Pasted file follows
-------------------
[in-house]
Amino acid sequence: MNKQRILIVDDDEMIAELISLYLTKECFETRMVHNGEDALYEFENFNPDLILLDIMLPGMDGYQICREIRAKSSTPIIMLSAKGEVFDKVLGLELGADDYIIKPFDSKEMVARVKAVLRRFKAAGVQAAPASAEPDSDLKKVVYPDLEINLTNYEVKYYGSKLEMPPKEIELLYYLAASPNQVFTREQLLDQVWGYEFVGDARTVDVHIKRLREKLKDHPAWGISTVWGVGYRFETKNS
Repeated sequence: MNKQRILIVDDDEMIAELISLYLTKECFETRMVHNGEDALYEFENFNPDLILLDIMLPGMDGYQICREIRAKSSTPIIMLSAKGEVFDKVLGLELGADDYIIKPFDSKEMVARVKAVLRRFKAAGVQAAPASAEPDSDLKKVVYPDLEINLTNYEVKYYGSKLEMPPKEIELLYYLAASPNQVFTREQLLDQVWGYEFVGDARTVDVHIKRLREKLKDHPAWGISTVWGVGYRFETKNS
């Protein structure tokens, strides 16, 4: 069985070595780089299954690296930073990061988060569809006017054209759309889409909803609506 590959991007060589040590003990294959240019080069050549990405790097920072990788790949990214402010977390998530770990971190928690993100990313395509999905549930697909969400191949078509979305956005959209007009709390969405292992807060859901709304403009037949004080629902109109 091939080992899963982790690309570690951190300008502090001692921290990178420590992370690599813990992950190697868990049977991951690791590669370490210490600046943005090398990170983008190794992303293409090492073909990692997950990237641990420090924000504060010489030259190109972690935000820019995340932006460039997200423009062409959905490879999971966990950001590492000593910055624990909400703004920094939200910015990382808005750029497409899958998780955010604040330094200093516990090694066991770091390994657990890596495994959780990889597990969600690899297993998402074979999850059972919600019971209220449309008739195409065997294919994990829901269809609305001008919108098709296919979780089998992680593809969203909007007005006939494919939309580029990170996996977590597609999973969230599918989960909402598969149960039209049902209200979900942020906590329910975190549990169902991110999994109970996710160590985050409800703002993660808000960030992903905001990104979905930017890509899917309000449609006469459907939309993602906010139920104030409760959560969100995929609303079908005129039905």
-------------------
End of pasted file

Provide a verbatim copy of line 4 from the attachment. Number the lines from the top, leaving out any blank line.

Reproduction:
């Protein structure tokens, strides 16, 4: 069985070595780089299954690296930073990061988060569809006017054209759309889409909803609506 590959991007060589040590003990294959240019080069050549990405790097920072990788790949990214402010977390998530770990971190928690993100990313395509999905549930697909969400191949078509979305956005959209007009709390969405292992807060859901709304403009037949004080629902109109 091939080992899963982790690309570690951190300008502090001692921290990178420590992370690599813990992950190697868990049977991951690791590669370490210490600046943005090398990170983008190794992303293409090492073909990692997950990237641990420090924000504060010489030259190109972690935000820019995340932006460039997200423009062409959905490879999971966990950001590492000593910055624990909400703004920094939200910015990382808005750029497409899958998780955010604040330094200093516990090694066991770091390994657990890596495994959780990889597990969600690899297993998402074979999850059972919600019971209220449309008739195409065997294919994990829901269809609305001008919108098709296919979780089998992680593809969203909007007005006939494919939309580029990170996996977590597609999973969230599918989960909402598969149960039209049902209200979900942020906590329910975190549990169902991110999994109970996710160590985050409800703002993660808000960030992903905001990104979905930017890509899917309000449609006469459907939309993602906010139920104030409760959560969100995929609303079908005129039905």